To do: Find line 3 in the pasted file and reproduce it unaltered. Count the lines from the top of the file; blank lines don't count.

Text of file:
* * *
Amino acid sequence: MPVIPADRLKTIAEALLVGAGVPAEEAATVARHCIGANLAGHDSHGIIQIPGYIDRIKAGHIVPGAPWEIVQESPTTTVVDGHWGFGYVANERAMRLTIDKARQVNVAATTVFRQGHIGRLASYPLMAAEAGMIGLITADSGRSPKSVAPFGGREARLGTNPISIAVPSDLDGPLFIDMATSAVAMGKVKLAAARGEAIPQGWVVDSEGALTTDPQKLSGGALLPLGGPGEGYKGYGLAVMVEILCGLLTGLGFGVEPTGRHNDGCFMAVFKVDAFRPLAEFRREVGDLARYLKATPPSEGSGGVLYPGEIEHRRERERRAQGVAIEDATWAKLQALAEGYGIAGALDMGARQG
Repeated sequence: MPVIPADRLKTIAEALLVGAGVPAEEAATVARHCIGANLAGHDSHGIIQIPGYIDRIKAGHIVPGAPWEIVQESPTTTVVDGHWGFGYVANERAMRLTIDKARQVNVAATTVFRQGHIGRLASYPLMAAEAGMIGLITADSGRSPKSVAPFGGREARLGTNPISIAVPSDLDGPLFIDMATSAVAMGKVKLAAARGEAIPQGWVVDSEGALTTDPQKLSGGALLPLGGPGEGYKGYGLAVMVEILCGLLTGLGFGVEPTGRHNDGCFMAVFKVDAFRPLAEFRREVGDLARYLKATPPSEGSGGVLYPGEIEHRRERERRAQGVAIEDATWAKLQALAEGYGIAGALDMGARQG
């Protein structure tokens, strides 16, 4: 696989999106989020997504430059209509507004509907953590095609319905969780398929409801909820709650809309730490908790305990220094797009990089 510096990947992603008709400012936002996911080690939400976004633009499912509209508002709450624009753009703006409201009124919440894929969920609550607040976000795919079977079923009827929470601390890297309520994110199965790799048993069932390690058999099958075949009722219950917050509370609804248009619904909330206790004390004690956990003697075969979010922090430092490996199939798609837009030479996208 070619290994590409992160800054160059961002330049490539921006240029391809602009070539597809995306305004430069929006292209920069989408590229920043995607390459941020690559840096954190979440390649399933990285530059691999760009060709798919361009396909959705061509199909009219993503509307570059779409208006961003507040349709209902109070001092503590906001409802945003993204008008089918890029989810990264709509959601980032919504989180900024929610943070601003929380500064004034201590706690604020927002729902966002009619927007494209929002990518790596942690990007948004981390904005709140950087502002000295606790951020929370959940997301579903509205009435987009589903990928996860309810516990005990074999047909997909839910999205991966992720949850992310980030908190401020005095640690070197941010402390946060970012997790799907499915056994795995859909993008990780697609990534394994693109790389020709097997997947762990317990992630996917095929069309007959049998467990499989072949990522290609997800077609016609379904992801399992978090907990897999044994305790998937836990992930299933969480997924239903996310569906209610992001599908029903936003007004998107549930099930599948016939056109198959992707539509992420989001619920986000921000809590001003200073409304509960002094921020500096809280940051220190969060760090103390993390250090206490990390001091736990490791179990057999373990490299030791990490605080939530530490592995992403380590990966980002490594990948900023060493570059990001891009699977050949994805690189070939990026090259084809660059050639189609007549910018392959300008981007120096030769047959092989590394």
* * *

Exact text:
């Protein structure tokens, strides 16, 4: 696989999106989020997504430059209509507004509907953590095609319905969780398929409801909820709650809309730490908790305990220094797009990089 510096990947992603008709400012936002996911080690939400976004633009499912509209508002709450624009753009703006409201009124919440894929969920609550607040976000795919079977079923009827929470601390890297309520994110199965790799048993069932390690058999099958075949009722219950917050509370609804248009619904909330206790004390004690956990003697075969979010922090430092490996199939798609837009030479996208 070619290994590409992160800054160059961002330049490539921006240029391809602009070539597809995306305004430069929006292209920069989408590229920043995607390459941020690559840096954190979440390649399933990285530059691999760009060709798919361009396909959705061509199909009219993503509307570059779409208006961003507040349709209902109070001092503590906001409802945003993204008008089918890029989810990264709509959601980032919504989180900024929610943070601003929380500064004034201590706690604020927002729902966002009619927007494209929002990518790596942690990007948004981390904005709140950087502002000295606790951020929370959940997301579903509205009435987009589903990928996860309810516990005990074999047909997909839910999205991966992720949850992310980030908190401020005095640690070197941010402390946060970012997790799907499915056994795995859909993008990780697609990534394994693109790389020709097997997947762990317990992630996917095929069309007959049998467990499989072949990522290609997800077609016609379904992801399992978090907990897999044994305790998937836990992930299933969480997924239903996310569906209610992001599908029903936003007004998107549930099930599948016939056109198959992707539509992420989001619920986000921000809590001003200073409304509960002094921020500096809280940051220190969060760090103390993390250090206490990390001091736990490791179990057999373990490299030791990490605080939530530490592995992403380590990966980002490594990948900023060493570059990001891009699977050949994805690189070939990026090259084809660059050639189609007549910018392959300008981007120096030769047959092989590394």